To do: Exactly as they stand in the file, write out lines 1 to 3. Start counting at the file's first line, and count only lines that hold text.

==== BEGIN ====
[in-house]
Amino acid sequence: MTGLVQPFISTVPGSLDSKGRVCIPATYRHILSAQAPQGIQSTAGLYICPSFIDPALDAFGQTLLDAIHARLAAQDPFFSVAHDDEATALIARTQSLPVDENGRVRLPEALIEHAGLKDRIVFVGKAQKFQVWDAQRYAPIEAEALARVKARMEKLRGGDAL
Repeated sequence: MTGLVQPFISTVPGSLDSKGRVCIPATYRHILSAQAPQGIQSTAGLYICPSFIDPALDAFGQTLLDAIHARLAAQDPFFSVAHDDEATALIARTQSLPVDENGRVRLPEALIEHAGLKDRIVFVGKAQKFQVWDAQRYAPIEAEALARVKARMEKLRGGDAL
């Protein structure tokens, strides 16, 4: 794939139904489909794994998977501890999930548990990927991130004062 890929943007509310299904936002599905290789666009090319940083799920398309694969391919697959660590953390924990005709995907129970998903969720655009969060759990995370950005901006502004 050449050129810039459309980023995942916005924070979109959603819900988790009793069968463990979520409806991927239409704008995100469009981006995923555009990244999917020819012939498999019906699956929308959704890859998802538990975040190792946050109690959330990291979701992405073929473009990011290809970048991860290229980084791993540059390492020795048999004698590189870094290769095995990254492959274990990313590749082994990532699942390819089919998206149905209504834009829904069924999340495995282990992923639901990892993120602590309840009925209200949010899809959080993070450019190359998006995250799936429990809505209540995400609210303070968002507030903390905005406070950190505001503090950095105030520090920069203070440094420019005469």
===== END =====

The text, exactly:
[in-house]
Amino acid sequence: MTGLVQPFISTVPGSLDSKGRVCIPATYRHILSAQAPQGIQSTAGLYICPSFIDPALDAFGQTLLDAIHARLAAQDPFFSVAHDDEATALIARTQSLPVDENGRVRLPEALIEHAGLKDRIVFVGKAQKFQVWDAQRYAPIEAEALARVKARMEKLRGGDAL
Repeated sequence: MTGLVQPFISTVPGSLDSKGRVCIPATYRHILSAQAPQGIQSTAGLYICPSFIDPALDAFGQTLLDAIHARLAAQDPFFSVAHDDEATALIARTQSLPVDENGRVRLPEALIEHAGLKDRIVFVGKAQKFQVWDAQRYAPIEAEALARVKARMEKLRGGDAL